The handing out of the development of the Chabahar Port to India was of strategic advantage to Iran. The latter looked at the former as a project partner (while the Chinese work at the port of Gwadar) due to the trust it had in India as a loyal neighbour. For India, the Chabahar project is expected to serve as a gateway to central Asia besides promising trade benefits to the country. For the purpose of building further relations as well as for regional stability, it will be in New Delhi’s interest to work more closely with Tehran to avoid any direct backlash.
Throughout the idea of constructing a pipeline for gas export to Pakistan and then extending it to India, Iran encouraged India to participate. India, too, showed great interest and enthusiastically took part in the negotiations. After about 14 years of talks and with a changed regional gas market scenario, India withdrew from the agreement because of security issues and high costs although there was an opportunity for it to cooperate in gas trade with Iran through a straight line of submarine pipelines. Meanwhile, the Farzad B gas field development project in the Persian Gulf, too, is lying in a limbo even as it was provided the highest level of historical flexibility to develop this project. These two major energy projects hold the potential to uplift the Indian economy and boost India’s energy supply requirements for industrial development. Although for Iran, such experiences will not change its approach either now or in the future. After all, economic issues cannot eliminate the essential importance of cooperation between the two great countries.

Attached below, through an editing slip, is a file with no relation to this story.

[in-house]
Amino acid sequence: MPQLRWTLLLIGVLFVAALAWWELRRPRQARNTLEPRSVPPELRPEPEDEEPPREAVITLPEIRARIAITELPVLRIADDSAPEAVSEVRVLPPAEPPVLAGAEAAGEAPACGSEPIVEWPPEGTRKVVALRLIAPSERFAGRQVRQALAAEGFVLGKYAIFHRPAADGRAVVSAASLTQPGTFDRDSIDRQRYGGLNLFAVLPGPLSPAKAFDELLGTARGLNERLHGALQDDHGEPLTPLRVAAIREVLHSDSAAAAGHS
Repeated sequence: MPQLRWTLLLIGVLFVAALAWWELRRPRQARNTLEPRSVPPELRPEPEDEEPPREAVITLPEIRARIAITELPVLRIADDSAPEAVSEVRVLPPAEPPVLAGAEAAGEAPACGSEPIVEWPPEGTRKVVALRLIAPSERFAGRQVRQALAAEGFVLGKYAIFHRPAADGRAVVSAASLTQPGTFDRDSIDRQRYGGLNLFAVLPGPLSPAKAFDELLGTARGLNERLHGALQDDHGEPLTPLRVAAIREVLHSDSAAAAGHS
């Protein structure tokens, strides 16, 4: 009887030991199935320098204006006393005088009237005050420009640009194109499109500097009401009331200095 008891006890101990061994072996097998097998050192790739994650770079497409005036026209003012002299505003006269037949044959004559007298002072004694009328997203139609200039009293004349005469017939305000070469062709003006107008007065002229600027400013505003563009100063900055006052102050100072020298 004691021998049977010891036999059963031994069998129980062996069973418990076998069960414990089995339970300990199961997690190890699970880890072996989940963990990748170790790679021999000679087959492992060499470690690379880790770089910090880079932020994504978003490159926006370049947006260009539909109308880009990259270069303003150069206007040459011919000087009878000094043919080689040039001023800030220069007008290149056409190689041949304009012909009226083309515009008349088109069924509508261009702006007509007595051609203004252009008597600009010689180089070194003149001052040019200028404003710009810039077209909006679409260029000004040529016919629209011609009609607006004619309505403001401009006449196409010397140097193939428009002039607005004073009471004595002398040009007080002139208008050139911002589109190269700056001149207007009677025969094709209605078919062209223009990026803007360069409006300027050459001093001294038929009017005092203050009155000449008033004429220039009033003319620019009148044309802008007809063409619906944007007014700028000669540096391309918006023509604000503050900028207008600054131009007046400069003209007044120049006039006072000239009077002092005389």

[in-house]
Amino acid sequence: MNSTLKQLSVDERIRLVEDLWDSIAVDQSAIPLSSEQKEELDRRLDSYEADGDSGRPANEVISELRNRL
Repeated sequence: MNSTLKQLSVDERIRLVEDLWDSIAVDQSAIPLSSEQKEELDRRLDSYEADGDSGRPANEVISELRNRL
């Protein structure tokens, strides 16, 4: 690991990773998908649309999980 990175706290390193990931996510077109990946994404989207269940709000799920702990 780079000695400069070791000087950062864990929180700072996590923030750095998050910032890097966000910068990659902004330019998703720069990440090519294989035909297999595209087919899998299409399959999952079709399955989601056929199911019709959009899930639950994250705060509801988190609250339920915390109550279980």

With Iran being under economic pressure and the US sanctions hovering over it, these are testing times for India. It has to not only deal with the US pressure but has to also secure its interests vis-à-vis Iran. Iran’s oil export and the development of the Chabahar Port are two completely different issues on the face of it. Refineries in India are Iran’s old oil buyers and the Chabahar Port developer has no organisational relationship with them. But the fact is that both these issues are related to the “political will of both countries” to further cooperation.
The catch 22 situation for India lies in managing relations with both, the US and Iran. It will be unacceptable if India acts in accordance with the US’ rules on Iran oil sanctions. However, in the development of the Chabahar Port, it has eagerly pursued discussion for exemption from sanctions. Now is the time for New Delhi to take an important decision. India has a precise programme for development and has made great strides in achieving economic and social success in the last half century. The world views it as an emerging superpower. As a regional power, Iran aspires to consider India as a stable country in its decisions to plan future cooperation on these experiences. It will be practically impossible for India to stop purchasing oil from Iran and pursue the development of the Chabahar port. Both nations need to prove their development potential through the successful implementation of the proposed projects and find ways and means around geopolitics.
(The writer is an Iranian journalist)
Writer: Reza Vosugh
Courtesy: The Pioneer